Submitted to: Plant Journal
Publication Type: Peer Reviewed Journal
Publication Acceptance Date: 9/15/1997
Publication Date: N/A
Citation: N/A Interpretive Summary: A limiting factor in isolating genes from major crop plants is the difficulty in isolating genetic markers near the gene controlling the trait of interest. This is due to the large size of the genome (amount of DNA per cell) in most crop plants. To aid in obtaining DNA markers near specific genes, a technique called chromosome microdisection, cutting out specific chromosome regions, was developed for a type of specialized chromosome in the immature corn tassel called pachytene chromosomes. As these chromosomes are more elongated than most of plant cell chromosomes, they permit the dissection of more specific chromosome regions than previously possible. After microdissection, the DNA in the isolated chromosome fragment is converted to a library of individual pieces. This technique should speed the efforts to isolate genes of agronomic interest in corn.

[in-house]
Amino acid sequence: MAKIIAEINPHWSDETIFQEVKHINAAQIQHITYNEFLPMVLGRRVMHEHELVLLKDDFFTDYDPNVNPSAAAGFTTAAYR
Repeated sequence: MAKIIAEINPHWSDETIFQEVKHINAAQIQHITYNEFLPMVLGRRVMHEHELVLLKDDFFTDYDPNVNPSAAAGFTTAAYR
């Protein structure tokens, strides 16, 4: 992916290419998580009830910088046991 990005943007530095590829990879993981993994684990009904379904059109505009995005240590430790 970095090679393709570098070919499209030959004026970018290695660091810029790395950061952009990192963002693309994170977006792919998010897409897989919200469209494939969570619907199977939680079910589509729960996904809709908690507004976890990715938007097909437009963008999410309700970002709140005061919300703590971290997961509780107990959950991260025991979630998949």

Technical Abstract: A limiting factor in isolating genes from major crop plants is the difficulty in isolating genetic markers near the gene controlling the trait of interest. This is due to the large size of the genome (amount) of DNA pr cell in most plants. For the first time, pachytene chromosomes were used for microdissection, amplification, and cloning using the short arm of maize chromosome 6. For this purpose, methods for the preparation of unstained pachytene chromosomes were developed. In two separate experiments, 10 and 12 segments of the satellite region were isolated utilizing glass needles, and DNA was amplified by adaptor-polymerase chain reaction (PCR). After amplification, maize specific DNA was verified by genomic Southern hybridizations. Chromosome in situ suppression-hybridization confirmed that the adaptor PCR-products originated from the microdissected 6S-region. The adaptor PCR-products were cloned into a plasmid vector and the chromosome region-specific libraries were characterized. This technique should speed the efforts to isolate genes of agronomic interest in maize.